The World Health Organization Just Issued a Warning About Artificial Sugar

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In this day and age, it seems that new, “healthy” alternatives are popping up on the daily, each with new ingredients that claim to be more beneficial to our health. One of the most popular ingredient swaps of the last several years is undoubtedly that of artificial sugar, which many people opt for on account of weight loss intentions and more. But, this week, the World Health Organization issued a warning against the continued consumption of artificial sugar.

WHO’s warning emphasized the potential health risks of repeated consumption of these sugar alternatives, explaining that the sweeteners should not necessarily be used for weight control or disease prevention, as they can actually increase the risk for health issues in the future. The organization’s recommendation is based of of findings that showed that the use of non-sugar sweeteners (NSS) “does not confer any long-term benefit in reducing body fat in adults or children” and also suggests the “potential undesirable effects from long-term use of NSS, such as an increased risk of type 2 diabetes, cardiovascular diseases, and mortality in adults.”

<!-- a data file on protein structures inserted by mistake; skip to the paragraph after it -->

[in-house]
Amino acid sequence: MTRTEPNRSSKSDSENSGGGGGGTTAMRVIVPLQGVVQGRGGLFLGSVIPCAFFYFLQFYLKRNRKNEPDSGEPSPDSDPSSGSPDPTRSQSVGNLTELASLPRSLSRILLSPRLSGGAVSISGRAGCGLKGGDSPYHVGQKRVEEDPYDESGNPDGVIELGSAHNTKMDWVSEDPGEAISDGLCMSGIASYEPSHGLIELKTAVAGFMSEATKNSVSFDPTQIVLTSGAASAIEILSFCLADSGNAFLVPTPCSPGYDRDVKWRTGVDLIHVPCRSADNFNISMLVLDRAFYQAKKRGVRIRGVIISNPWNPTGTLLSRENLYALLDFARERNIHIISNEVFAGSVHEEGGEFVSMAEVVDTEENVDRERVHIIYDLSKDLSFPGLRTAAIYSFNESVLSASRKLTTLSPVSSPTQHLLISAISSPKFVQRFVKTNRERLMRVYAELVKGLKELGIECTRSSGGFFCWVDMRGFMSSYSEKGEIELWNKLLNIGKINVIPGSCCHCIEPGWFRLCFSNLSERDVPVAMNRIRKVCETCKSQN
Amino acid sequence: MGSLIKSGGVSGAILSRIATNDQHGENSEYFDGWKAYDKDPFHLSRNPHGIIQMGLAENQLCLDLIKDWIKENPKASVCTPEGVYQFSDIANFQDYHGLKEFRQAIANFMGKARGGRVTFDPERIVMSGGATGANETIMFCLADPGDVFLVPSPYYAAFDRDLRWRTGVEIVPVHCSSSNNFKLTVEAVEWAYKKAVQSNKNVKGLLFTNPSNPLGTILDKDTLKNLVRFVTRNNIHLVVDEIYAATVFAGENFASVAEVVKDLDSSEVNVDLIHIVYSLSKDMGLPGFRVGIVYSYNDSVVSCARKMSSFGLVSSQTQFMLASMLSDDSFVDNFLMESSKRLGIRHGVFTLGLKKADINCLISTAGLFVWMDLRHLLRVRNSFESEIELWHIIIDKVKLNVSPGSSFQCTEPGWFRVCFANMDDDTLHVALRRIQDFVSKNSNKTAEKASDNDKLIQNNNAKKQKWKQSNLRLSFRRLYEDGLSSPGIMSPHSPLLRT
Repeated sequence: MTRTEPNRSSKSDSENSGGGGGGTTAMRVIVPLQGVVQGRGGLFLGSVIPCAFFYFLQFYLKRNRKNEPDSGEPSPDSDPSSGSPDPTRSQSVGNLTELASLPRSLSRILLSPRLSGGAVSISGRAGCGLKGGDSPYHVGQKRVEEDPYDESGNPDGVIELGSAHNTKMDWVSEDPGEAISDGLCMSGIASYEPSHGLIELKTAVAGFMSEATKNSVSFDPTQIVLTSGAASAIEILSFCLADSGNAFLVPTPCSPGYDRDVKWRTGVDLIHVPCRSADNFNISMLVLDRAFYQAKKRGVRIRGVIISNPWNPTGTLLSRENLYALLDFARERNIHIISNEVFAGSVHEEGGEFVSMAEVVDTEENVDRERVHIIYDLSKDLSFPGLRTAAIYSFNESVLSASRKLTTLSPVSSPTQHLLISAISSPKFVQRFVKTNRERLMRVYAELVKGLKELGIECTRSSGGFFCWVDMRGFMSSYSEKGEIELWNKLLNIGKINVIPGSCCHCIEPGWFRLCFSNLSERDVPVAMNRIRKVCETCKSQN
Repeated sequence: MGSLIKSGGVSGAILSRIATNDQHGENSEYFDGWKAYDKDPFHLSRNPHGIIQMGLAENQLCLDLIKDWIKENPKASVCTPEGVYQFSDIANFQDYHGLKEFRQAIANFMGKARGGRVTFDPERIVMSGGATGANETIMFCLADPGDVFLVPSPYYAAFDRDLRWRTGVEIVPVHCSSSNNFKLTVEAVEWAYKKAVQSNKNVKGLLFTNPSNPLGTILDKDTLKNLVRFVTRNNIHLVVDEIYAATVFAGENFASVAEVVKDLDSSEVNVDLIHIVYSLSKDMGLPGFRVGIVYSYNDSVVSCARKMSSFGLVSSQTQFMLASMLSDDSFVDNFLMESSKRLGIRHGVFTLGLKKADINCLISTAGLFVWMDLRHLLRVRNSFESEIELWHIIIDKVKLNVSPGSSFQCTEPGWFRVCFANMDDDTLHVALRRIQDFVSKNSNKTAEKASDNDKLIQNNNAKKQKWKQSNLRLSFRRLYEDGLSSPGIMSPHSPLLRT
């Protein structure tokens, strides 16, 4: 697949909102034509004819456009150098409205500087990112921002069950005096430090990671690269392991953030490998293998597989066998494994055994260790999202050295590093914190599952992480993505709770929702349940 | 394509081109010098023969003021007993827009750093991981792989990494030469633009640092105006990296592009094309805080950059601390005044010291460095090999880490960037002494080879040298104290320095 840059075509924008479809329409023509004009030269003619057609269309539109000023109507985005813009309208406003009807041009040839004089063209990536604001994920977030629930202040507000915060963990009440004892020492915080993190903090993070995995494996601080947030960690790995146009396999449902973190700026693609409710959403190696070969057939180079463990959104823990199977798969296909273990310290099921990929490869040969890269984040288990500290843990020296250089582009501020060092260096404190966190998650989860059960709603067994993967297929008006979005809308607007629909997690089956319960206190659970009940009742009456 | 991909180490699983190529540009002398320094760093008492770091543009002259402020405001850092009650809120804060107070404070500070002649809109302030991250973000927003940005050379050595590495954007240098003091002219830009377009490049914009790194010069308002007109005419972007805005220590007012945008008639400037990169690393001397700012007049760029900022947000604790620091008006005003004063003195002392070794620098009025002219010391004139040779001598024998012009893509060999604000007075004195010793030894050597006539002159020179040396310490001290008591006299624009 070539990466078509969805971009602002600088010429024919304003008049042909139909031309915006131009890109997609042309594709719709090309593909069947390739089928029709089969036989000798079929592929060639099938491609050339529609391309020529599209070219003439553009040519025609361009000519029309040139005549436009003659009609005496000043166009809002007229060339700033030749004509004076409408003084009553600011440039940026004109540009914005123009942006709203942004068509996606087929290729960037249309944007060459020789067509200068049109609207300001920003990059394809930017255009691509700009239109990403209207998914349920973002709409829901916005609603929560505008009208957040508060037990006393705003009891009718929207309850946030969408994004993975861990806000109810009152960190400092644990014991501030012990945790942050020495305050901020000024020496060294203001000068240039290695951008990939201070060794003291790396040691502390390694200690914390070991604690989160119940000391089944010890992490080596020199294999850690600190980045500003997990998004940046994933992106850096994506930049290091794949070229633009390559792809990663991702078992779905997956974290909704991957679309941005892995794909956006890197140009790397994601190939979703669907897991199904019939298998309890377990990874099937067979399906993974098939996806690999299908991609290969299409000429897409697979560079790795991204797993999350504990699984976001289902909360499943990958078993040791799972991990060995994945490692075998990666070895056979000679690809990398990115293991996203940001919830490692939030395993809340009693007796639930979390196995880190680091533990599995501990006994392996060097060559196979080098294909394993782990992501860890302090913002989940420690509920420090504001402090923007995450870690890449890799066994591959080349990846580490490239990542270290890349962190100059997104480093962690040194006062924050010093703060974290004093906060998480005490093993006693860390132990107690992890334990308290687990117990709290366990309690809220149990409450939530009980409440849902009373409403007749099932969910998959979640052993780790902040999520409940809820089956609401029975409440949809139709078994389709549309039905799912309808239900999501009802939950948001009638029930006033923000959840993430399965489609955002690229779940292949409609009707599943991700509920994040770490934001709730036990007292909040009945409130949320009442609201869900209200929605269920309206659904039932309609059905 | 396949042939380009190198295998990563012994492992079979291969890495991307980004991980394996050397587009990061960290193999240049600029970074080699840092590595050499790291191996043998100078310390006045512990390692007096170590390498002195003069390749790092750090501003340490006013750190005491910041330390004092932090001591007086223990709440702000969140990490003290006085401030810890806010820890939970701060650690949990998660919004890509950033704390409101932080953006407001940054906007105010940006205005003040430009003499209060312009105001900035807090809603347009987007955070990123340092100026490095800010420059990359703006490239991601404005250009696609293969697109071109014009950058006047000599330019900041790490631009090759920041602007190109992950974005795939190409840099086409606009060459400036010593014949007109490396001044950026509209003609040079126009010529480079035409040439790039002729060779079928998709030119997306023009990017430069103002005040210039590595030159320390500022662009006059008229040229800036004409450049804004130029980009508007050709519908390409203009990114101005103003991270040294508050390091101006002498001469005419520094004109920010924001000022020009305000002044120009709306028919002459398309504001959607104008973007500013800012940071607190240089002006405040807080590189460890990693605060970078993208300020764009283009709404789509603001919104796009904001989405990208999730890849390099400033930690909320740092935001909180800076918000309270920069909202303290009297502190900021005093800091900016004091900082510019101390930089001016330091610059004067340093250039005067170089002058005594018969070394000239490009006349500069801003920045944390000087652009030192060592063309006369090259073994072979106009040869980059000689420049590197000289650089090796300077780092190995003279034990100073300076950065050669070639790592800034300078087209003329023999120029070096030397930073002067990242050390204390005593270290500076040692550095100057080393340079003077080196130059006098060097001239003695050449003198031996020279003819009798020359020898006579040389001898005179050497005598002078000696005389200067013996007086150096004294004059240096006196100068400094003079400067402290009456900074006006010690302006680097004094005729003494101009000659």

“Replacing free sugars with NSS does not help with weight control in the long term,” explains WHO director of nutrition and food safety, Francesco Branco, noting that “people need to consider other ways to reduce free sugars intake, such as consuming food with naturally occurring sugars, like fruit, or unsweetened food and beverages.” Branco also explains that “NSS are not essential dietary factors and have no nutritional value. People should reduce the sweetness of the diet altogether, starting early in life, to improve their health.”

In terms of who is most effected by this latest warning, WHO stated that this applies to all people with the exception of individuals with pre-existing diabetes, and that the implications of these findings apply to “all synthetic and naturally occurring or modified non-nutritive sweeteners that are not classified as sugars found in manufactured foods and beverages, or sold on their own to be added to foods and beverages by consumers.”

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